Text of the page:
From Smithsonian Magazine in the USA:
After 103 Years, the Natural History Museum Finally Gets Its Own Tyrannosaurus rex
The “Wankel Rex,” discovered in Montana in 1988, is one of just a dozen complete skeletons worldwide
By Joseph Stromberg
On October 16, a truck hauling some rather remarkable cargo will arrive in Washington, D.C. At the world’s most-visited natural history museum, workers will carefully unload boxes that carry the fossilized bones of the world’s most iconic dinosaur, the 66 million-year-old Tyrannosaurus rex. After a stay at the Museum of the Rockies in Bozeman, Montana, the 38-foot-long, 7-ton skeleton will live at the Smithsonian National Museum of Natural History for 50 years, giving millions of visitors the chance to appreciate its grandeur and sheer size firsthand.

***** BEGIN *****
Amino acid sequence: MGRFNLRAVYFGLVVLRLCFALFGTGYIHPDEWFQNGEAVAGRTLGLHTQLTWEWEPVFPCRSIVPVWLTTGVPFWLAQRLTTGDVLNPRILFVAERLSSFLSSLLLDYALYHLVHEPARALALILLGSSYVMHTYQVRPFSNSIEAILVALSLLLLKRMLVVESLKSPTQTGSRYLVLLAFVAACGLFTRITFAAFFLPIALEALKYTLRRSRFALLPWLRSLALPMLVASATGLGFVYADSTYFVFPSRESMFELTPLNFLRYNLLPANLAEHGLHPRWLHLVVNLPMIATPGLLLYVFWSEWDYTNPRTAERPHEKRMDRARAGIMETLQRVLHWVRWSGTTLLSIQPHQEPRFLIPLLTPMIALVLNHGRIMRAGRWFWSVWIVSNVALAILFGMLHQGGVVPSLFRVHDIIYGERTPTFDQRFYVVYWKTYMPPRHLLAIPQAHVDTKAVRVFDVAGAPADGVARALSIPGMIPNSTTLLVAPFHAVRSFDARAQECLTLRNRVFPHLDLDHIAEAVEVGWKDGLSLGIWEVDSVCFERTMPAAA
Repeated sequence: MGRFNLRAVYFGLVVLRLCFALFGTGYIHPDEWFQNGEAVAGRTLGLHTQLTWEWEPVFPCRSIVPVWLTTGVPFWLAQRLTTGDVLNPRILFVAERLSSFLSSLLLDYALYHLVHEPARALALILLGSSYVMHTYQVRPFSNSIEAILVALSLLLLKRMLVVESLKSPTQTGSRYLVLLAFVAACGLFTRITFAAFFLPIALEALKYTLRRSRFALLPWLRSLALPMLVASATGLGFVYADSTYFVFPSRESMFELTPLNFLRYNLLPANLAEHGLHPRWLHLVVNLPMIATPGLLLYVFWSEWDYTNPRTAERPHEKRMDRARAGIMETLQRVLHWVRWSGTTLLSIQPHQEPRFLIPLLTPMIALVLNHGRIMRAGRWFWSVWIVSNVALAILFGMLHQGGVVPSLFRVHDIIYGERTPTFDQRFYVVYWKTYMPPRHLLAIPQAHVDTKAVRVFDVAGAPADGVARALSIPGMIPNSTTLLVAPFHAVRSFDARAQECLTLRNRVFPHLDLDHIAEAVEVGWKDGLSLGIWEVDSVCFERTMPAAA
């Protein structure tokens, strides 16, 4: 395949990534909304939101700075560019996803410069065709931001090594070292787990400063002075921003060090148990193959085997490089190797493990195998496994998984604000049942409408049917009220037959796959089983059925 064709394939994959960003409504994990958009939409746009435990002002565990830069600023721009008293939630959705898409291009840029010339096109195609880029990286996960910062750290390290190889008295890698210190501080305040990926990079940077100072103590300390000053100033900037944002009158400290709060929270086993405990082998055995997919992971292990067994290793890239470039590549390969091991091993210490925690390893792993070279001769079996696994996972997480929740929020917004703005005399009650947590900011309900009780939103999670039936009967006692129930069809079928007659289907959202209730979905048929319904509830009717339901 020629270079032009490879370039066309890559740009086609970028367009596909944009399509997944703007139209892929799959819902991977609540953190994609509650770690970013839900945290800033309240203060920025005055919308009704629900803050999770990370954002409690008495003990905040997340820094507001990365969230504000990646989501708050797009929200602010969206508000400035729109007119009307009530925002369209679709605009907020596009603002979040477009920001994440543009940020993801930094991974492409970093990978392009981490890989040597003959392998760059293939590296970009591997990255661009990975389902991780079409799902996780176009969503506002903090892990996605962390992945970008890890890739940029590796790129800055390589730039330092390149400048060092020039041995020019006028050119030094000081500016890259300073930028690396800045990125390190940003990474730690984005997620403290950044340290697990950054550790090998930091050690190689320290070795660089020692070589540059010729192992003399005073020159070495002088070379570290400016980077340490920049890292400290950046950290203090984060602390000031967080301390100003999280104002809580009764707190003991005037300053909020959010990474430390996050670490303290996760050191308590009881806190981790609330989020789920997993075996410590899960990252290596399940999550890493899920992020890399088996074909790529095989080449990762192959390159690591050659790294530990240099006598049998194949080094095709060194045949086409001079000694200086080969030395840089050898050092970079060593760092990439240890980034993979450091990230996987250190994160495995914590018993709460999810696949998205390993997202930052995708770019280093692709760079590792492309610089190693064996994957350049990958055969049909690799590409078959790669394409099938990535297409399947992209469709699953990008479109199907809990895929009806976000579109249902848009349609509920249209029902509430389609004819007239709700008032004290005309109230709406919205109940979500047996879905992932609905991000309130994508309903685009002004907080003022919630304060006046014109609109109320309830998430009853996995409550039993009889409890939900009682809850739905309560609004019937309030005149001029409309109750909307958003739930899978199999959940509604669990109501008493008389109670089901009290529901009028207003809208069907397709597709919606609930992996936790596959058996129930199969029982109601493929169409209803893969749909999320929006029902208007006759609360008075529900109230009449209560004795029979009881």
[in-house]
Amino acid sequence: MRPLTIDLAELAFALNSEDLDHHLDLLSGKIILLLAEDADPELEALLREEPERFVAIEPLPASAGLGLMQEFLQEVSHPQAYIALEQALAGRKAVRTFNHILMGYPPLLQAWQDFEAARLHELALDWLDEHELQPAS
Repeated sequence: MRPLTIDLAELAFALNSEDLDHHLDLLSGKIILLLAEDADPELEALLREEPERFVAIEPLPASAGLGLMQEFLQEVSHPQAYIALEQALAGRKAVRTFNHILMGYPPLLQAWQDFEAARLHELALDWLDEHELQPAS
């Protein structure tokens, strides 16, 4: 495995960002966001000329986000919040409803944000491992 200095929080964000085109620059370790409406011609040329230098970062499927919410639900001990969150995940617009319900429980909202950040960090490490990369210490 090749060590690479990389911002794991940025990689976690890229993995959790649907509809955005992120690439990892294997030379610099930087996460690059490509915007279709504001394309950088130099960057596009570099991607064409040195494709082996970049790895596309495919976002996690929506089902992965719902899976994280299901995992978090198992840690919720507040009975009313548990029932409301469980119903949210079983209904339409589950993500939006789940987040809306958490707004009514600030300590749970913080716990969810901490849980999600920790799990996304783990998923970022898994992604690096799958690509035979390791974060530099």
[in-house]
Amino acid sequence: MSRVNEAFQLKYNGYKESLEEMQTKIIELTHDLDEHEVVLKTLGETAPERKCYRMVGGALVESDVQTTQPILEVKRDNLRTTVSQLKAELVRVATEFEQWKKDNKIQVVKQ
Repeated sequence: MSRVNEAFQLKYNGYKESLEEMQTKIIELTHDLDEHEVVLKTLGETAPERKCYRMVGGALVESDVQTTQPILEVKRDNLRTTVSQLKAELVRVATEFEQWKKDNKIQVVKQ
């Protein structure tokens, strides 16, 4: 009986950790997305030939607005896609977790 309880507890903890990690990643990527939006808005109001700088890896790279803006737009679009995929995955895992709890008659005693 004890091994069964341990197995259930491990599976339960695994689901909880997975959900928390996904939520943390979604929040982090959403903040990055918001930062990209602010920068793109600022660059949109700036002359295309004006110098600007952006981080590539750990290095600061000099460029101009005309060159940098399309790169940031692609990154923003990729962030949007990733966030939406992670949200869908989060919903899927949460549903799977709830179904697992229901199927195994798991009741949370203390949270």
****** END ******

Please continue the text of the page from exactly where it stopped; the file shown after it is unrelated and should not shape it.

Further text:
“If you’ve ever stood next to a real T. rex skull, you’ll realize what a breathtaking thing it is: four feet long, with teeth the size of bananas,” says Kirk Johnson, Sant director of the museum and a paleontologist himself. “It is the most terrifying carnivore that’s ever lived on the planet. And it really makes you ponder what life would have been like with these things prowling the North American landscape.”
The loan comes after decades of attempts by the museum to acquire one of the dozen or so relatively complete T. rex fossils that exist worldwide. The specimen, officially designated MOR 555, is commonly known as “Wankel’s Rex,” because it was found in 1988 by amateur fossil hunter Kathy Wankel in Montana.
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